by Alex Gonzalez
From 2010 to 2014, the Population of Texas has increased by 4 million approximately. Therefore, it would be logical to presume that this increase in population would be reflected in the total voter registration of the state. But this is not the case. Total voter registration in Texas remains almost the same as it was in 2010.
The current numbers from Texas Secretary of State (SOS) shows that from 2010 to 2014, only about 400,000 new voter were added as non-suspense voters (voters that can actually vote). See table
Texas is a state where about 4.6 million of Latinos are eligible to vote but they are not turning out in big numbers. Only about 2.3 million are registered voters. In a Hispanic state like Texas where approximately 250,000 native Latino Texas turn eighteenth each year, and voting age populating increased by about 3 million in the past four years, we cannot explain why voter registration has not increased exponentially following the population growth in the state. So what happened to all those voters?
One theory could be that, yes there was an increase of the Latino voter registration and a decrease in the “Anglo” due to the demographic shift, which would explain why voter registration in four years increased only 400,000 while the voting-age population increased by about 3 million. Thus, the total voter registration in the state is almost identical to 2010, but there was a change in its voter composition and in fact new Latino voters, and young Texans, replenished senior Anglo voters?
It takes about four weeks to receive official numbers from SOS to find out how many registered voters are Hispanic/Latino based on last name. So I am waiting for those numbers.
If this theory is correct, how will this new voter composition affect the election in November; a new composition in voter registration could be very important, even with stagnant, or very small increase, voter registration.
Why a new voter composition is important? In 2010, in the gubernatorial race between Rick Perry and Bill White, only about 5 million voted in Texas. Also, in 2010, Rick Perry received about 40 percent of the Latino vote.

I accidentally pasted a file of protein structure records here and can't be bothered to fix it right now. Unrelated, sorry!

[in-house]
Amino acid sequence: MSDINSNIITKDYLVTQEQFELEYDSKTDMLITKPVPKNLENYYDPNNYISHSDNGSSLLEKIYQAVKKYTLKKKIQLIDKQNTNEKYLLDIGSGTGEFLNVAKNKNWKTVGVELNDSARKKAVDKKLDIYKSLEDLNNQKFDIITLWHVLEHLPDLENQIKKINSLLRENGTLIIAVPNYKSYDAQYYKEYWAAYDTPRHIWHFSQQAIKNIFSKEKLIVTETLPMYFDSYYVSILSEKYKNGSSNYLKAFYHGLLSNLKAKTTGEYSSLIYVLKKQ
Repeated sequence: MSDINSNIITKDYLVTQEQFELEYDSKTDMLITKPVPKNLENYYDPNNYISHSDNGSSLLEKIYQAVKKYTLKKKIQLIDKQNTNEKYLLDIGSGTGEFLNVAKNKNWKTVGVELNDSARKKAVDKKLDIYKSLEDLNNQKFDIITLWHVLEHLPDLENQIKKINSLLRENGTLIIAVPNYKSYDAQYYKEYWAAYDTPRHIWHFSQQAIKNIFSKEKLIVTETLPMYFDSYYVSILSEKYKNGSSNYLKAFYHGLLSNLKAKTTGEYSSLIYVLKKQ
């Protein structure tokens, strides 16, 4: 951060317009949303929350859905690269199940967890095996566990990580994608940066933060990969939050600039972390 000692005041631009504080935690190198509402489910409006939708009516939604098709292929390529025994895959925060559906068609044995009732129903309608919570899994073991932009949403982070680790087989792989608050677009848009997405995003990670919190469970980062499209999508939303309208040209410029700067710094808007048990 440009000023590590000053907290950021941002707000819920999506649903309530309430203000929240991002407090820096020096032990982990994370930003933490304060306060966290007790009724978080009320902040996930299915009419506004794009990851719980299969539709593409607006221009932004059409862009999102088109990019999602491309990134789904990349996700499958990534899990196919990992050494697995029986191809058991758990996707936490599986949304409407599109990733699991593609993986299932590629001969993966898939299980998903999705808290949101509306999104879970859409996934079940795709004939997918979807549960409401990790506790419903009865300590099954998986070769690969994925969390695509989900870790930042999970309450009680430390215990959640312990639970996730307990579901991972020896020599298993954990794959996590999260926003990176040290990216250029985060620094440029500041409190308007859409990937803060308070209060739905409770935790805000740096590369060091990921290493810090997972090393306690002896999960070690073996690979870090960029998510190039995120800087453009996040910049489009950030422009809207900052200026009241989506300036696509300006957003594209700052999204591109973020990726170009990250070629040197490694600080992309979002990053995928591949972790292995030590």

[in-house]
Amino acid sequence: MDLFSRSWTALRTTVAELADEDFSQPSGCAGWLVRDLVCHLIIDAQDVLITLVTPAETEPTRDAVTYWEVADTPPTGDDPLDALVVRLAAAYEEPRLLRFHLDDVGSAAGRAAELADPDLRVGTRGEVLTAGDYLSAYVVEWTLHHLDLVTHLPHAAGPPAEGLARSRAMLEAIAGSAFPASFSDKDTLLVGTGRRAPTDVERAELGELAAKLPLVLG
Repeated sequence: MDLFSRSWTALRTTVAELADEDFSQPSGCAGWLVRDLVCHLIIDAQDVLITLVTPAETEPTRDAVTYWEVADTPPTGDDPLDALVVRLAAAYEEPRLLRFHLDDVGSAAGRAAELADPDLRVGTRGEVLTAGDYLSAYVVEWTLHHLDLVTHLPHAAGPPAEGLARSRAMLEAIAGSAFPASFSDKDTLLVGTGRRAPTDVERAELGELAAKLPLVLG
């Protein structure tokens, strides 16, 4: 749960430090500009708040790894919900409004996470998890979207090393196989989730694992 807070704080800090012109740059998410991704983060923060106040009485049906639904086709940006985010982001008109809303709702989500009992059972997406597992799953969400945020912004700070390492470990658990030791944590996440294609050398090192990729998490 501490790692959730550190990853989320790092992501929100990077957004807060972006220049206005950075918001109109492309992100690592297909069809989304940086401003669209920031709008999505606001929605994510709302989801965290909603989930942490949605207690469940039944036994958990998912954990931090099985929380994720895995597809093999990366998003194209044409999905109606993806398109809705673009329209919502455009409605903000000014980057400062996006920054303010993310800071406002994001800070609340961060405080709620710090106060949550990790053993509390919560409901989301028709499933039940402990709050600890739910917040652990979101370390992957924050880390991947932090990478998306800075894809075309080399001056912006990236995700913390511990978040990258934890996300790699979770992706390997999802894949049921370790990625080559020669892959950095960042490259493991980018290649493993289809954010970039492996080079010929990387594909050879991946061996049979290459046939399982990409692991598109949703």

But in 2010, Rick Perry was the embodiment of pro-Hispanic Republican message; Perry was opposing Arizona’s SB1070 telling Republicans that “this is not the direction Texas needed to go; “and he was promoting the “Texas Dream Act.” But this is not the current message now championed by Dan Patrick, Ted Cruz, or Texas GOP platform passed in Fort Worth in June.
Moreover, if in fact there was change in the total voter registration structure, will these voters be more “enthusiastic” about voting. Voter “enthusiasms,” or attitude, is what will drive this election in Texas more than any real growth in voter registration. But dismal stagnant voter registration is bad for the GOP too.
This dismal increase of only 400,000 can have influence in the gubernatorial race between a Republican Greg Abbott and Democrats Wendy Davis since the gap between Rick Perry and Bill White in 2010 was about 600,000. Greg Abbott is trying to stay away from the immigration issue keep a positive message with Latinos, but Patrick and Cruz may eventually drag his favorability with Latino voters in Texas.
With positive immigration message, Rick Perry got 40 percent of the Latino vote. Will Latinos vote 40 percent Republican again even though immigration has become a “hot” issue, and there is no positive message on immigration? It may not sound a lot, but 40 percent in election where 600,000 voters is what makes the difference. And immigration is going to a play a big role in this election since Obama will be granting a grating work permits to about 6 million of undocumented workers in the nation while Ted Cruz will be pushing for the repeal of DACA—Deferred Action for young Immigrants.
Republicans in Texas need at least 30 percent of the Latino voter registration locked-in to stay competitive, and about 50 percent of the Latino vote to remain competitive in the long run.; and a dismal voter registration, a and drop to 20 percent of the Latino vote, will doom the GOP for a generation.
So Republican Party bosses will be watching carefully this November election, because, even with a dismal voter registration among Latinos and “Anglos,” a surge of 500,000 voters can shape the state political ideology from solid Red to leaning Red or Purple.